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Colonic Stenting No Better Than Emergency Surgery

May be an alternative in some cases, but with caution for perforations that may spread cancer

MONDAY, March 14 (HealthDay News) -- Colonic stenting does not offer a decisive advantage over emergency surgery in patients with acute obstructive left-sided colorectal cancer, and may pose safety concerns, according to a study published online March 12 in The Lancet Oncology.

Jeanin E. van Hooft, M.D., from the University of Amsterdam in the Netherlands, and colleagues investigated whether colonic stenting has better health outcomes than emergency surgery in 98 patients with acute obstructive left-sided colorectal cancer. Between 2007 and 2009, 47 patients were randomly assigned to receive colonic stenting as a bridge prior to elective surgery and 51 were assigned to emergency surgery. Mean global health status during a six-month follow-up was the main outcome.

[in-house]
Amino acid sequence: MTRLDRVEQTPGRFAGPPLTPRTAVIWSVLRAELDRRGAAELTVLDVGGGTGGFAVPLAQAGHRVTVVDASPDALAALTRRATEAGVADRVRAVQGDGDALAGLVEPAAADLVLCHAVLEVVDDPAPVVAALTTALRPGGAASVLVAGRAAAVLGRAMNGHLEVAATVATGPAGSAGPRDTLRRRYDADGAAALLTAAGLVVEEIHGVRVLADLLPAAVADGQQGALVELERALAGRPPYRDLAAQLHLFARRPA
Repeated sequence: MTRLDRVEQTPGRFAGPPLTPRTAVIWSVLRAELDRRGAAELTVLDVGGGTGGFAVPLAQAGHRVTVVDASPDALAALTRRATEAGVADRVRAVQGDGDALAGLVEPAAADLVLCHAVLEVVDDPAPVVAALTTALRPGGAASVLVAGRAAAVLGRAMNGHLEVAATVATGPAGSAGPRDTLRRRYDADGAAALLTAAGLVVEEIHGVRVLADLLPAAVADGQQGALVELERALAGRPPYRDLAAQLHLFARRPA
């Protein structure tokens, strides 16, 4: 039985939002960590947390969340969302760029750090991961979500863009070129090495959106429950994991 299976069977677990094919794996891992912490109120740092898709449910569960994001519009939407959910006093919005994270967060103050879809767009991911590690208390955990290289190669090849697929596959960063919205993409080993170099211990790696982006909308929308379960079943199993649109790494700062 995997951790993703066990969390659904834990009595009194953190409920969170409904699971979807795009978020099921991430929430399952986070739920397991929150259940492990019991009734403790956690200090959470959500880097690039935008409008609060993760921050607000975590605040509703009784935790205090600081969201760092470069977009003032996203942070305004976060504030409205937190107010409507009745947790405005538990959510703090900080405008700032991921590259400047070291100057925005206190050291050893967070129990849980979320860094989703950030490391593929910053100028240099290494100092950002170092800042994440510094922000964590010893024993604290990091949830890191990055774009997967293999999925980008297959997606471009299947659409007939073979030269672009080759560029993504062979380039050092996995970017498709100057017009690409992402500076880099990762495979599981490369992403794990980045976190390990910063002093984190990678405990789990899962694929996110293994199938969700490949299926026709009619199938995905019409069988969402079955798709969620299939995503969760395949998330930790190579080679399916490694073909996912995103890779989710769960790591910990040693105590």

The investigators found increased 30-day morbidity in the colonic stenting group, with an absolute risk increase of 0.19 in two interim analyses. The study was suspended Sept. 18, 2009, following advice of the data safety monitoring committee. At the final follow-up there was no difference in overall mortality, 30-day mortality, morbidity, mean global health status, and stoma rates between the two treatment groups. The most common serious adverse events were perforations (six in stent group versus none in emergency surgery group), abscess (three versus none), anastomotic leakage (five versus one), pneumonia (three versus one), and wound infection (one versus three).

"Colonic stenting has no decisive clinical advantages to emergency surgery. It could be used as an alternative treatment in as yet undefined subsets of patients, although with caution because of concerns about tumor spread caused by perforations," the authors write.

Two study authors disclosed financial relationships with the pharmaceutical industry.

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